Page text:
Archive for the 'Mysterious History' Category

News Flash: It was actually the Polynesians.

Stay back Mr. Columbus, and scoot over Norse explorers, we have some news…


The migration routes of Polynesian seafarers have become more clear — and all thanks to the sweet potato. (Photo: John Webber/Wikimedia Commons)


From Mother Nature Network,

Polynesian seafarers discovered America long before Europeans, says DNA study
New DNA analysis of sweet potatoes, which were first cultivated in the Americas, is the key.
by Bryan Nelson


“The prevailing theory about the “rediscovery” of the American continents used to be such a simple tale. Most people are familiar with it: In 1492, Christopher Columbus sailed the ocean blue. Then that theory was complicated when, in 1960, archaeologists discovered a site in Canada’s Newfoundland, called L’Anse aux Meadows, which proved that Norse explorers likely beat Columbus to the punch by about 500 years.


Now startling new DNA evidence promises to complicate the story even more. It turns out that it was not Columbus or the Norse — or any Europeans at all — who first rediscovered the Americas. It was actually the Polynesians.


All modern Polynesian peoples can trace their origins back to a sea-migrating Austronesian people who were the first humans to discover and populate most of the Pacific islands, including lands as far-reaching as Hawaii, New Zealand and Easter Island. Despite the Polynesians’ incredible sea-faring ability, however, few theorists have been willing to say that Polynesians could have made it as far east as the Americas. That is, until now.


Clues about the migration patterns of the early Polynesians have been revealed thanks to a new DNA analysis performed on a prolific Polynesian crop: the sweet potato, according to Nature. The origin of the sweet potato in Polynesia has long been a mystery, since the crop was first domesticated in the Andes of South America about 8,000 years ago, and it couldn’t have spread to other parts of the world until contact was made. In other words, if Europeans were indeed the first to make contact with the Americas between 500 and 1,000 years ago, then the sweet potato shouldn’t be found anywhere else in the world until then.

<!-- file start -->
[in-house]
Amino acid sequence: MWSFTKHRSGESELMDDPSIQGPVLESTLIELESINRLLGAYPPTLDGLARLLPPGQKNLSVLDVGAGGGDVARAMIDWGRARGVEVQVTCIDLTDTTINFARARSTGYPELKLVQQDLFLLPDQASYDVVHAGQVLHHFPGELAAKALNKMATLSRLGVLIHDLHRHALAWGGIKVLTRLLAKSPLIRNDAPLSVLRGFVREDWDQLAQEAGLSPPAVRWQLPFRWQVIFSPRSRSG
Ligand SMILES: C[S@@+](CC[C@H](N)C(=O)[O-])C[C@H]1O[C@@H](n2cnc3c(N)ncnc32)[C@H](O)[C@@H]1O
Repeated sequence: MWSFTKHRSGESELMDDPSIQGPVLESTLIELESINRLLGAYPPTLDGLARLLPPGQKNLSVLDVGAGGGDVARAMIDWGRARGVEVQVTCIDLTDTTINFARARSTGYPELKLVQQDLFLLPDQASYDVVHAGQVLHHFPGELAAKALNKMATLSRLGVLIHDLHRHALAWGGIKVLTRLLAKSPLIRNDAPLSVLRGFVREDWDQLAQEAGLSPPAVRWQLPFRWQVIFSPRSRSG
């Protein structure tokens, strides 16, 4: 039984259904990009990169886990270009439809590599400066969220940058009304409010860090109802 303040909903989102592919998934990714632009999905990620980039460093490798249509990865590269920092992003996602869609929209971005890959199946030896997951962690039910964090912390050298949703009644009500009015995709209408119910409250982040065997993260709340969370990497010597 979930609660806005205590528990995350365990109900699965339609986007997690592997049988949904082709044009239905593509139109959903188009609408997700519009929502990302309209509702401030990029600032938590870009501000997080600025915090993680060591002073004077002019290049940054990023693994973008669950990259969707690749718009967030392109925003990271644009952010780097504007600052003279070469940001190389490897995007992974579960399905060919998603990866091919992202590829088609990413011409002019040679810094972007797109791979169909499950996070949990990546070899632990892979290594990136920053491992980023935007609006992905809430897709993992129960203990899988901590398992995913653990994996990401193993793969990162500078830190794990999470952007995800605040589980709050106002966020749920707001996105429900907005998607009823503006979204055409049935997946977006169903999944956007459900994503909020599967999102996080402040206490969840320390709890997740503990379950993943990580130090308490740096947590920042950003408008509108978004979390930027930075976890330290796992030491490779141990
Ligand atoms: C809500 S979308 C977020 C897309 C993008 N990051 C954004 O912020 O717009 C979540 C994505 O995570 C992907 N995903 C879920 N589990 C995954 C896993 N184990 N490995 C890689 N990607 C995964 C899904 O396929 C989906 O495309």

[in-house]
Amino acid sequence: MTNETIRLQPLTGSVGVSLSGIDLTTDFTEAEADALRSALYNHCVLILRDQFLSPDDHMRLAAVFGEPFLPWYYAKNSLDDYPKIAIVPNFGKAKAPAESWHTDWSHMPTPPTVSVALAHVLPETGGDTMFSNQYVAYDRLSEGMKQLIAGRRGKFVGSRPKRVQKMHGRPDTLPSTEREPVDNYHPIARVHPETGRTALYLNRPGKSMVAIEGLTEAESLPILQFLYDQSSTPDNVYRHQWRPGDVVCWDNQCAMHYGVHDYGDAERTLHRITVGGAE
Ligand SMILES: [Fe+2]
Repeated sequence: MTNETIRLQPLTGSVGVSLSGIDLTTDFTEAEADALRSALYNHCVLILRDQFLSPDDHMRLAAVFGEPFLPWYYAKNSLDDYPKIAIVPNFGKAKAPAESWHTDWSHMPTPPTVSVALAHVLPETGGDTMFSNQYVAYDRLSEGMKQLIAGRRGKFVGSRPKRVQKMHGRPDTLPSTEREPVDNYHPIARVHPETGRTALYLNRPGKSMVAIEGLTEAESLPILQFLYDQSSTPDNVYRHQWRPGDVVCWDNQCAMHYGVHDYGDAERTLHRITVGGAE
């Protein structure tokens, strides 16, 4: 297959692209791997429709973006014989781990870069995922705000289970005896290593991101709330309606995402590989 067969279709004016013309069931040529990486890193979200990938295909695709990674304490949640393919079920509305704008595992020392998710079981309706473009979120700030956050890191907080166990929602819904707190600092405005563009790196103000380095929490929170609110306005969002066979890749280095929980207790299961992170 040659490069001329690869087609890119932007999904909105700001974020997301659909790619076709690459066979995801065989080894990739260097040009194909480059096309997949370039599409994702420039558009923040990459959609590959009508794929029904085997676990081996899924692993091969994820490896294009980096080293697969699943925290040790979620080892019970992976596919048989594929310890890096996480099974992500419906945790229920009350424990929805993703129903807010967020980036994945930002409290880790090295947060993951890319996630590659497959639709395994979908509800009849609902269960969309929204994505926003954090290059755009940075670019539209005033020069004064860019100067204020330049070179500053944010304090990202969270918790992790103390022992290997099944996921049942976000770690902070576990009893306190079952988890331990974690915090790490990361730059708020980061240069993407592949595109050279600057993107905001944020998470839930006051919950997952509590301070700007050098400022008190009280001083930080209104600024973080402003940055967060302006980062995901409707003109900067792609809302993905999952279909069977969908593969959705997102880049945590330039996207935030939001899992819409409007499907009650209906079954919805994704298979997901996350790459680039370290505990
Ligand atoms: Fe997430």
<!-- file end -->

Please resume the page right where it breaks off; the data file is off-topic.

The extensive DNA study looked at genetic samples taken from modern sweet potatoes from around the world and historical specimens kept in herbarium collections. Remarkably, the herbarium specimens included plants collected during Capt. James Cook’s 1769 visits to New Zealand and the Society Islands. The findings confirmed that sweet potatoes in Polynesia were part of a distinct lineage that were already present in the area when European voyagers introduced different lines elsewhere. In other words, sweet potatoes made it out of America before European contact…”


For the rest, click here.



The Art and Science of Prussian Blue

As it turns out, not only is Prussian blue one of our favorite colors, it has a most interesting history…